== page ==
Join Date: Aug 2017
Location: Off a dead-end dirt road, near a river, out of town, in the hills and trees
Soil, water, and tea questions
I haven't called the Cooperative Extension Service with any of this, and figure (based on recent reading here) that there's some folks about who can answer all or most of these.
About 17 years ago, I had been using mostly organic processes, and feeding with a bat guano tea (High N for veg, and high P for bloom), using 2 cups of either guano to ~4-1/2 gallons of water, and using Down to Earth's guanos back then.
At transplant time, I'd give a moderate dose of Dyna-Grow Bloom or Grow (depending on what phase was happening; clones in cubes to 3"x3" veg early pots, or from 5" sq. pots into classic 1200 or classic 2000 pots), simply due to the array of micro-nutes they offered.
Suitable amounts of dolomite was used, and still is.
Other than that, I'd brew the teas for a couple days using the nylon stocking method, stirring with a wooden spoon, then use 2-4 cups of tea to a gallon of water, mixing my own Maxi-Crop from powder, and adding about a TBSP of mixed liquid Maxi-Crop to each gallon of finished fertilizer in milk jugs.
Originally D to E's High N would, with no molasses, EWCs, etc, for the tea, bubble up into a frothing, stinky mess that spoke to nice levels of microbes doing their deal.
The high P bat shit back then, from the same folks, resembled the typical golden-hued crumbled sand-stone and would not grow a froth, and, due to the weight of the particulates, routinely needed more stirring than the High N tea did.
I noted at some point that Down to Earth's High N -and- High P guanos changed their performance in the tea buckets. No more visible frothing for the High N and the consistency and such of the High P changed as well.
On top of that, we -had- been getting water delivered from a spring on the other side of the Borough, but instead put in a well, and obviously changed the water source and chemistry by doing so.
The good news is the new well (~17 years ago) had nice, clean, clear water, with no real smell or taste (somewhat unusual for many folks in this area), or noteworthy amounts of arsenic (a problem all over the Interior of Alaska and near me), and had awesome flow. The well water DID, however, have 95 ppm of calcium carbonate; a not-useful-for-plants calcium (basically a naturally-occurring unwanted ph-up), (*and the crux of why, counter to what was posted recently in a discussion of a fellow's ph issues, I posted that I still use dolomite; the calcium levels I have are largely not useful to plants).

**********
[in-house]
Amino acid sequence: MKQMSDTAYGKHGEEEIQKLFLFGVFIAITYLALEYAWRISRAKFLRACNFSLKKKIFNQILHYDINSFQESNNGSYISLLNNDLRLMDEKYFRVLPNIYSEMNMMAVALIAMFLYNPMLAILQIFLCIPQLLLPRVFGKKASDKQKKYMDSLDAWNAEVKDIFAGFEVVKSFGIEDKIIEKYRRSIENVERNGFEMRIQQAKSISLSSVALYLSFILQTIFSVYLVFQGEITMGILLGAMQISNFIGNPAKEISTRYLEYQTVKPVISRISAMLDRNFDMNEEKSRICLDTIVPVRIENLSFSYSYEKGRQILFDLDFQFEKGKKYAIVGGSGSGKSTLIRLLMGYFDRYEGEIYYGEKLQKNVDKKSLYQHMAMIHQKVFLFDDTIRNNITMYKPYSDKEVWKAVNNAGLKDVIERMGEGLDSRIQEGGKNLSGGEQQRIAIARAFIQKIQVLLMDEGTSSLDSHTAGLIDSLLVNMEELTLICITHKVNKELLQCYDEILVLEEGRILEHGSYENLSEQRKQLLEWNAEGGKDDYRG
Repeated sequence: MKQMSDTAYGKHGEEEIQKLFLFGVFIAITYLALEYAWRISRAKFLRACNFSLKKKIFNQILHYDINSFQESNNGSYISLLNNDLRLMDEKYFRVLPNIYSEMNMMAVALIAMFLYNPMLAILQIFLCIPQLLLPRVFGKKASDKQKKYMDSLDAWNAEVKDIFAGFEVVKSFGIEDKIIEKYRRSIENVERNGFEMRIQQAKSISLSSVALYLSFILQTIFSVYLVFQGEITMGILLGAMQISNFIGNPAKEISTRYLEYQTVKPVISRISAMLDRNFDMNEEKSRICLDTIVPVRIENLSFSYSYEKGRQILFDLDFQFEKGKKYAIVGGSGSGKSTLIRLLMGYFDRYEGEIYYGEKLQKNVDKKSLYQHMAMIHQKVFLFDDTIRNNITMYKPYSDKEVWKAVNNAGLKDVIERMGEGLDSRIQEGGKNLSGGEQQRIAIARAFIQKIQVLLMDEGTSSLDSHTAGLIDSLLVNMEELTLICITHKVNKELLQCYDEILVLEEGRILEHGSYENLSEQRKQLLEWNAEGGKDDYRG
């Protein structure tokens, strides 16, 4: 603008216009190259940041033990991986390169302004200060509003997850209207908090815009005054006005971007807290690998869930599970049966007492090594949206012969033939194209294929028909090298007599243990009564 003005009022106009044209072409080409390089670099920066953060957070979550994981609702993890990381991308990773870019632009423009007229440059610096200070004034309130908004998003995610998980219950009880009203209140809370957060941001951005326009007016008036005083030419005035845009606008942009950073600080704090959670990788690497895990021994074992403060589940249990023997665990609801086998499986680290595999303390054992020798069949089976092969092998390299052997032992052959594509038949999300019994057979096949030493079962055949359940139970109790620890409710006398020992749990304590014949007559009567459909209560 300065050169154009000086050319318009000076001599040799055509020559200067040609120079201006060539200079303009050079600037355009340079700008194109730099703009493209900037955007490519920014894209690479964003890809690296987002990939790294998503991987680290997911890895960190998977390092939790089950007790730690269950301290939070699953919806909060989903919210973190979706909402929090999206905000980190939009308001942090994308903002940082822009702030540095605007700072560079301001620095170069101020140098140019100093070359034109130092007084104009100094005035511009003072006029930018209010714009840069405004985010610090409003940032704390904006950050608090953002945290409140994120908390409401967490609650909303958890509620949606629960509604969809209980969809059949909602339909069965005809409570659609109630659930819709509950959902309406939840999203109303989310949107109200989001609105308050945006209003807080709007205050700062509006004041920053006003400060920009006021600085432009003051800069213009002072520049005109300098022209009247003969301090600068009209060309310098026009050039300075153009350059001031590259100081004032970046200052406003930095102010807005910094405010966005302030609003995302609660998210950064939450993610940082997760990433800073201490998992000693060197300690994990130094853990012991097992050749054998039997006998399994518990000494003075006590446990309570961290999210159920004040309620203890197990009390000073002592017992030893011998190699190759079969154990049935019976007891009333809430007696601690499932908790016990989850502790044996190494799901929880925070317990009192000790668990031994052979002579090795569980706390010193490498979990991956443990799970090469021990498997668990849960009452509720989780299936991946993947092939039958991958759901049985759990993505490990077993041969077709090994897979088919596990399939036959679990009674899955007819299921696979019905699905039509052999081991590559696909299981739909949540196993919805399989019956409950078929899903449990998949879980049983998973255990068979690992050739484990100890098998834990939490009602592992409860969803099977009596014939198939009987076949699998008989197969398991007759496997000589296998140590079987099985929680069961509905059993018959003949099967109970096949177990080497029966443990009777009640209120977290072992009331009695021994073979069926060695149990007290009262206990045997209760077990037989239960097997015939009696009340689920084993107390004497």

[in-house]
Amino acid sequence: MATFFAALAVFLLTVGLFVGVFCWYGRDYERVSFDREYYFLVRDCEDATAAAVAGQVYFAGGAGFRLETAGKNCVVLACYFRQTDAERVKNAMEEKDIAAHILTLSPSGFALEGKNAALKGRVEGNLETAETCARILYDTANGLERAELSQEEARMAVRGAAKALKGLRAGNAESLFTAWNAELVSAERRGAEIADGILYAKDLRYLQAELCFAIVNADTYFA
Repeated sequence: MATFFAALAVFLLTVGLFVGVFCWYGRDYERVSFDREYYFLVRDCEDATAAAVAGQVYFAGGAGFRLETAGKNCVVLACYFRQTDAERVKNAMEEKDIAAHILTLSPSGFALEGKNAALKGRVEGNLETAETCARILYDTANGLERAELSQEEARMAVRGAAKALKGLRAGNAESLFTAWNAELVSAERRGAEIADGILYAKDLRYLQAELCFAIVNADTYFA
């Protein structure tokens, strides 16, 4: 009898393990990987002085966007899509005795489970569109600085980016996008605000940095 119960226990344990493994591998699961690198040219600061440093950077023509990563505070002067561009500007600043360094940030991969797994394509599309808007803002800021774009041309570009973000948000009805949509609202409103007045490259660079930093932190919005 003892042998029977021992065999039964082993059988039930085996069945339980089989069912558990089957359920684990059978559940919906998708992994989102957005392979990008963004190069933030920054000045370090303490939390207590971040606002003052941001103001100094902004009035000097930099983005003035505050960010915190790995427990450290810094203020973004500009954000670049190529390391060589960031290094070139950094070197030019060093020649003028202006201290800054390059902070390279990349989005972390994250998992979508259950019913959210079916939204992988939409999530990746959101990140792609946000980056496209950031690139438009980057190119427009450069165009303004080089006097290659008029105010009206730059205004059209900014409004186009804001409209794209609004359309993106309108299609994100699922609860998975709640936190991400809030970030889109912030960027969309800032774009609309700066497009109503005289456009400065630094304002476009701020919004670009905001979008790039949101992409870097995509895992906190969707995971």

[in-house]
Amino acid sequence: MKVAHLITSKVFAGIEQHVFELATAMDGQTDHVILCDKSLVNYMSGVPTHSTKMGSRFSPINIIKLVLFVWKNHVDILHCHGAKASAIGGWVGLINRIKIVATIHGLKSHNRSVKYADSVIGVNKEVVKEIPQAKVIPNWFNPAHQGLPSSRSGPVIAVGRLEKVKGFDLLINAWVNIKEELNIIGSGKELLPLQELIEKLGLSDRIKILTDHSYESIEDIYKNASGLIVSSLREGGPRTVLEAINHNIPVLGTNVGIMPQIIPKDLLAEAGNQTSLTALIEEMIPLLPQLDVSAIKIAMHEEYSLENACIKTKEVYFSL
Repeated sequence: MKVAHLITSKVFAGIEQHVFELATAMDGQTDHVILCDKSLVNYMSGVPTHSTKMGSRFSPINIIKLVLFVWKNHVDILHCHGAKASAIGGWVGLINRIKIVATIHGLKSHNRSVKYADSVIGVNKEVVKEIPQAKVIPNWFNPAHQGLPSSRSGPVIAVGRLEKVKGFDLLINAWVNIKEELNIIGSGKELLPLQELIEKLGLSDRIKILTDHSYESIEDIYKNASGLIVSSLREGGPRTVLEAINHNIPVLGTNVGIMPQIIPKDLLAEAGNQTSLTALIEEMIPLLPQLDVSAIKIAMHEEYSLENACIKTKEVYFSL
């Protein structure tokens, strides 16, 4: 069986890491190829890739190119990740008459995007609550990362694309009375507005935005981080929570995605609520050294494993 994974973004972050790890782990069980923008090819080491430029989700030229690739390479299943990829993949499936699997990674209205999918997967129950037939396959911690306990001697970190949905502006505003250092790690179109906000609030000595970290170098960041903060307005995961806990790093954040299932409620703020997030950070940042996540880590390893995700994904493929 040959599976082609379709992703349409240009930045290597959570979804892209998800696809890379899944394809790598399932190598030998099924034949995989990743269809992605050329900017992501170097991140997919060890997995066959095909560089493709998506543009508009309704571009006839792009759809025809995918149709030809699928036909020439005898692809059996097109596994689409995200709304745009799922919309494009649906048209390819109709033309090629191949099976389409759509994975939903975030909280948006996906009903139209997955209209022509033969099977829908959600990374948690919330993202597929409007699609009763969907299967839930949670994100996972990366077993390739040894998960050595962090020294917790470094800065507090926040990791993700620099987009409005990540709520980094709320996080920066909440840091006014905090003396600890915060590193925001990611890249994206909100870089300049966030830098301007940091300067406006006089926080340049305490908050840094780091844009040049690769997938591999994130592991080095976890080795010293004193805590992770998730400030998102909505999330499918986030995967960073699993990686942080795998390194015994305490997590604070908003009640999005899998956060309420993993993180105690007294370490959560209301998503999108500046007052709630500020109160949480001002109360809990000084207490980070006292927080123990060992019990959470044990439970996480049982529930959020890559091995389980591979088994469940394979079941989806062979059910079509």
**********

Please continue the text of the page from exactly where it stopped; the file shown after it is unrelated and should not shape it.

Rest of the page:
I noted the changes in plant health, and to the best of my ability, took somewhat educated 'pot shots' to correct things. Some efforts were way more effective than others, but changing recipes in the pursuit of 'bigger and better' led to some wins and some losses. (*Being satisfied with 'good enough' has its place).
Lastly, over the years, our well attracted iron bacteria (things I'd never known existed before learning about why my in-line whole-house 5 & 10 micron filters were developing a brown-red sludge over 2 months time, or so).
So, with the 95 ppm in calcium carbonate, every 3-4 years I 'shock the raised beds in the main vegetable garden and the separate potato garden with agricultural sulfur granules, and while there've been times I've over-done it (though tings like broccoli didn't apparently mind it), and it's slower to act than aluminum sulfate or iron sulfate, it has mostly worked out quite well.
With indoor plants such as cannabis, that only live for maybe 4 months or so, I haven't been that concerned with the ph shifting due to the 95 ppm calcium carbonate.
As far as the iron bacteria go, as I understand it, they are drawn by the well casing, and by the iron ore in the quartz bed-rock I have at about 150' depth and below, down through where my well pump hangs at ~165 ft. in a 225-ft. deep well. Are the iron bacteria capable of consuming enough iron in the water and well casing to negatively impact the iron levels in the water, and, can they travel thorough my 5 micron filter, in living form, and consume iron in the pots, arriving there with the untreated tap water, to the point of affecting indoor plant health over the time period referenced?
Any thoughts or solid proven answers re. these issues?
And yes, over 10years ago, I tried using a combination of RO water with untreated well water, about 50:50, to less than satisfactory results at times... some of which had to do with not having a float on the trash cans I used as reservoirs, and falling asleep while things were 'in process'. Don't ask....
Thanks in advance..